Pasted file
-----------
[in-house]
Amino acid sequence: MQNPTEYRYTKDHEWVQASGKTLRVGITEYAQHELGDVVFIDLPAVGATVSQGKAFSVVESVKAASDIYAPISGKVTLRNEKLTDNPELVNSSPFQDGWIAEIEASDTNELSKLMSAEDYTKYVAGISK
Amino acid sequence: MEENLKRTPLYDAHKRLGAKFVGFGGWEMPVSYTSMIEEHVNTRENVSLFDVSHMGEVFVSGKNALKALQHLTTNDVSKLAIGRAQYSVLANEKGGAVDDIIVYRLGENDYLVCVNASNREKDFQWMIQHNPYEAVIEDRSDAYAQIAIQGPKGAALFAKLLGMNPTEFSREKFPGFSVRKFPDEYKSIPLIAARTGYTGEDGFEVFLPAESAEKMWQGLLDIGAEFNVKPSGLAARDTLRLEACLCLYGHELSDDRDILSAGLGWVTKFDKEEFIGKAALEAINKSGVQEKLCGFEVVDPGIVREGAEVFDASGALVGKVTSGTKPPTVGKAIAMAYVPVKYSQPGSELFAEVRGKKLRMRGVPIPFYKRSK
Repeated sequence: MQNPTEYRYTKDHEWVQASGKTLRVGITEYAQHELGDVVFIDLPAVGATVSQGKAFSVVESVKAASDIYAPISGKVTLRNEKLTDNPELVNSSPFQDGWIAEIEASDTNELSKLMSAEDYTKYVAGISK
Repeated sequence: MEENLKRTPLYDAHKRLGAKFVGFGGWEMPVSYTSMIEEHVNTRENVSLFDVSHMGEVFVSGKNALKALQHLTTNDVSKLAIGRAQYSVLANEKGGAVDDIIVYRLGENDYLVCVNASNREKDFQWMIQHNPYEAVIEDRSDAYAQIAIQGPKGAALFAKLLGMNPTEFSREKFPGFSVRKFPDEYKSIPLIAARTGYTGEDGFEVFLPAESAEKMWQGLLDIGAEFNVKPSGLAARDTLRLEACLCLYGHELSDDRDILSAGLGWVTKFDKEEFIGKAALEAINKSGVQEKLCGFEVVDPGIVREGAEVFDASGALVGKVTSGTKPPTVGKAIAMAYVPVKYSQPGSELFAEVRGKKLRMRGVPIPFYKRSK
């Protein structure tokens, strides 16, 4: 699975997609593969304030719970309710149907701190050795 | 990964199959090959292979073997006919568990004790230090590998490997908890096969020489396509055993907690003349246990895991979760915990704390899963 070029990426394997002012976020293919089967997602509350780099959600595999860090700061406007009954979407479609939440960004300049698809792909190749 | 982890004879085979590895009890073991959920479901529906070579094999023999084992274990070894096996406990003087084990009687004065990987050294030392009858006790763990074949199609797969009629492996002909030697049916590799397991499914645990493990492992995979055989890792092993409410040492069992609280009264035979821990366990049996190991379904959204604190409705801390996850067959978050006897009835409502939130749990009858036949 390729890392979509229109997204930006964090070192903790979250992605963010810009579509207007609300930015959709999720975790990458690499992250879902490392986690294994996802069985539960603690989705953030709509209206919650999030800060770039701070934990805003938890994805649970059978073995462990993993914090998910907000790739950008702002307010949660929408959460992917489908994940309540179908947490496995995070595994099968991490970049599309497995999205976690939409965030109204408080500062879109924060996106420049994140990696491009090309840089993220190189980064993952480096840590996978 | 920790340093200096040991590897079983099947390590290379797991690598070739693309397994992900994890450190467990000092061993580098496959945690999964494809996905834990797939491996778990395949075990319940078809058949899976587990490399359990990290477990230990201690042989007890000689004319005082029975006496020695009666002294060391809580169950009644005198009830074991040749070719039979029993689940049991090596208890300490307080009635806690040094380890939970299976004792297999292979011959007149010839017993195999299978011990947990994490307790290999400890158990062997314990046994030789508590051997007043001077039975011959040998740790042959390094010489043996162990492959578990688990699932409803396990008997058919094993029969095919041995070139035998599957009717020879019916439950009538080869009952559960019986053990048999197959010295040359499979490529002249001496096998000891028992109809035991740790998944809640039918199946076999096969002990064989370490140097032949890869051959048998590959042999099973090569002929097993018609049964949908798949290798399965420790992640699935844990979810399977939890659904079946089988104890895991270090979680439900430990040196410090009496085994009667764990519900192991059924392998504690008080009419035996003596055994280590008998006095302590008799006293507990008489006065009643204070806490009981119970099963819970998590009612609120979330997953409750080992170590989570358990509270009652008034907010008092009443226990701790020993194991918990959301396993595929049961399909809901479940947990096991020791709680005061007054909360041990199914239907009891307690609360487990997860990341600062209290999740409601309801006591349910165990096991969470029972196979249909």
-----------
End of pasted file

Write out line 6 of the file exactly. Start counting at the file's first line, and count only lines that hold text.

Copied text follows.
């Protein structure tokens, strides 16, 4: 699975997609593969304030719970309710149907701190050795 | 990964199959090959292979073997006919568990004790230090590998490997908890096969020489396509055993907690003349246990895991979760915990704390899963 070029990426394997002012976020293919089967997602509350780099959600595999860090700061406007009954979407479609939440960004300049698809792909190749 | 982890004879085979590895009890073991959920479901529906070579094999023999084992274990070894096996406990003087084990009687004065990987050294030392009858006790763990074949199609797969009629492996002909030697049916590799397991499914645990493990492992995979055989890792092993409410040492069992609280009264035979821990366990049996190991379904959204604190409705801390996850067959978050006897009835409502939130749990009858036949 390729890392979509229109997204930006964090070192903790979250992605963010810009579509207007609300930015959709999720975790990458690499992250879902490392986690294994996802069985539960603690989705953030709509209206919650999030800060770039701070934990805003938890994805649970059978073995462990993993914090998910907000790739950008702002307010949660929408959460992917489908994940309540179908947490496995995070595994099968991490970049599309497995999205976690939409965030109204408080500062879109924060996106420049994140990696491009090309840089993220190189980064993952480096840590996978 | 920790340093200096040991590897079983099947390590290379797991690598070739693309397994992900994890450190467990000092061993580098496959945690999964494809996905834990797939491996778990395949075990319940078809058949899976587990490399359990990290477990230990201690042989007890000689004319005082029975006496020695009666002294060391809580169950009644005198009830074991040749070719039979029993689940049991090596208890300490307080009635806690040094380890939970299976004792297999292979011959007149010839017993195999299978011990947990994490307790290999400890158990062997314990046994030789508590051997007043001077039975011959040998740790042959390094010489043996162990492959578990688990699932409803396990008997058919094993029969095919041995070139035998599957009717020879019916439950009538080869009952559960019986053990048999197959010295040359499979490529002249001496096998000891028992109809035991740790998944809640039918199946076999096969002990064989370490140097032949890869051959048998590959042999099973090569002929097993018609049964949908798949290798399965420790992640699935844990979810399977939890659904079946089988104890895991270090979680439900430990040196410090009496085994009667764990519900192991059924392998504690008080009419035996003596055994280590008998006095302590008799006293507990008489006065009643204070806490009981119970099963819970998590009612609120979330997953409750080992170590989570358990509270009652008034907010008092009443226990701790020993194991918990959301396993595929049961399909809901479940947990096991020791709680005061007054909360041990199914239907009891307690609360487990997860990341600062209290999740409601309801006591349910165990096991969470029972196979249909």